In the parking lot we ran into bikers Keith Kelly and Chris Thomas, who came down from Waco to ride for the day. They had heard about some new trails at Miller Springs and were looking forward to riding them.

“We ride Cameron Park; we ride Dana Peak,” Keith says, referring to biking spots in Waco and Stillhouse Hollow Lake. “We're always looking for new dirt, new trails, new adventure.”

Dana Peak is the premier place to ride in the Belton area, with 21 miles of trail along the shores of Stillhouse Hollow. The Belton Lake Outdoor Recreation Area, operated by Fort Cavazos, also contains several miles of trails for hiking, biking or horseback riding.

Miller Springs offers 10 miles of trail, and soon Luke and I were pedaling across a rocky plain below the dam before heading downhill through a forest.

Miller Springs is a beautiful natural area along the Leon River, with bottomland forest, rolling meadows and rocky ridgelines. We happened to run into Keith and friends on the trails, and we rode together through trees, up and down hills and along the river. The trails are mostly fairly easy, and the ride felt exhilarating as we navigated the twists and turns on a sunny and mild winter day. At the far edge of the park we reached a historic metal truss bridge that spans a small creek.

“This old road and bridge served the communities that are now under the lake — the towns of Tennessee Valley, Sparta and Bland,” says biker Nelson Hutchinson.

bikers crossing bridge

The bridge is a historic landmark at Miller Springs, and it was my destination for another reason. I knew there was rock climbing on the cliffs nearby.

The Miller Springs canyon, with a spring-fed creek flowing through, was favored by the Tonkawa, and it contains tall, overhanging cliffs, rock shelters and large pecan trees.

People have inhabited the Belton area for thousands of years. The Gault site, in nearby Florence, practically rewrote the timeline of human occupation in the Americas. Gault site archeologists have established that people were in the Americas as early as 20,000 years ago, far longer than many had believed. The perennial springs and abundant flint at the Gault site provided an ideal setting for early humans. Luke and I learned more about the Gault site at the Bell County Museum, housed in an old Carnegie Library building.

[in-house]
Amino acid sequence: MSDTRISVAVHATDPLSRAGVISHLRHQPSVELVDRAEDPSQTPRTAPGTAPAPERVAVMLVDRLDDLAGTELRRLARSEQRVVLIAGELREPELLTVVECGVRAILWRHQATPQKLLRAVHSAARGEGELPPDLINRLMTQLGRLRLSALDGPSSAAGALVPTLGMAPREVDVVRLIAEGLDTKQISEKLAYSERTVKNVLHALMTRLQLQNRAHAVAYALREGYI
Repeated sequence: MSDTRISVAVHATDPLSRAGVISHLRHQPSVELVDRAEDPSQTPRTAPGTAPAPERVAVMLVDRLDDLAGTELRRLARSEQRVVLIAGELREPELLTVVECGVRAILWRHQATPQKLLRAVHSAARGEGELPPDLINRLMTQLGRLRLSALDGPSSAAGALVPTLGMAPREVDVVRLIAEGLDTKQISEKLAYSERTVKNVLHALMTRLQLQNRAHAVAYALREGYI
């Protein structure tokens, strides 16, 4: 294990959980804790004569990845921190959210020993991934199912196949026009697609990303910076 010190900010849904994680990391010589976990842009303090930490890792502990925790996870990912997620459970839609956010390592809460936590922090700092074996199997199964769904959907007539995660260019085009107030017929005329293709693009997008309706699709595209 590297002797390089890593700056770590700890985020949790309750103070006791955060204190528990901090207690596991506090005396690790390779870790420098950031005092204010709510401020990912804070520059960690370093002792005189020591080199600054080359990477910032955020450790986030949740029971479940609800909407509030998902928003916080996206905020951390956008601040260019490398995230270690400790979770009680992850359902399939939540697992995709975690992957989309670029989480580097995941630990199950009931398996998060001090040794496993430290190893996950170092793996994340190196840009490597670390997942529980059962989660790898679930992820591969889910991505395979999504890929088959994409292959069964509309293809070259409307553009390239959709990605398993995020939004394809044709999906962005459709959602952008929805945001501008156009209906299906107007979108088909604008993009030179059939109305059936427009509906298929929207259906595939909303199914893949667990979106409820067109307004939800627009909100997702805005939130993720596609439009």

The museum explores the history of the county, touching on Native Americans, Anglo settlers, the railroad, the Chisholm Trail, Fort Cavazos and more.

The presence of Fort Cavazos, one of the largest military installations in the U.S., influences life in Belton. “We have lots of retired military people here,” says Terry Wells, father of Matthew Wells.

people sitting around fire pit Miller Smokehouse sauces and rub Carnegie building

On the Town

My fiancée Heather and I met Terry and wife Jane for dinner at Miller's, one of Texas Monthly's top 50 barbecue restaurants.

“The brisket is hard to beat,” Terry says. “The sausage is good. Everything's good.”

Terry and Jane lived in San Antonio, Seguin, Lake McQueeny and Austin before moving to Belton, where they have a house overlooking the lake. “The lake is beautiful, and it's uncrowded,” Jane says. “We might see six boats on a busy day.”

After dinner we strolled downtown and around the courthouse square.

At the courthouse, Terry pointed out their usual parade-watching spot. “We have a big Fourth of July parade every year,” he says.

Jane's a member of the Woman's Wednesday Club, whose members have been meeting in Belton for more than 100 years. The club helped start the library that was housed in the Carnegie building.

The Woman's Wednesday Club originally met in a room at the Central Hotel owned by the Sanctified Sisters, a women's religious group with a fascinating history. This group, also known as the Belton Women's Commonwealth, was established in 1867 when Martha McWhirter had a religious conversion and formed a community of women who wanted to leave their unfulfilling lives. The group had a commitment to celibacy and communal living. The women lived together, sold bread, opened a laundry service, practiced dentistry and operated the hotel, running several successful businesses. Their collection of books became the foundation of the city's library.

I love a good utopian community story. This one thrived for more than 30 years before moving to Washington, D.C.

Belton may have lost that little bit of utopia, but it holds on to other pieces, like the overlooked Lake Belton, a watery utopia with a little bit of everything.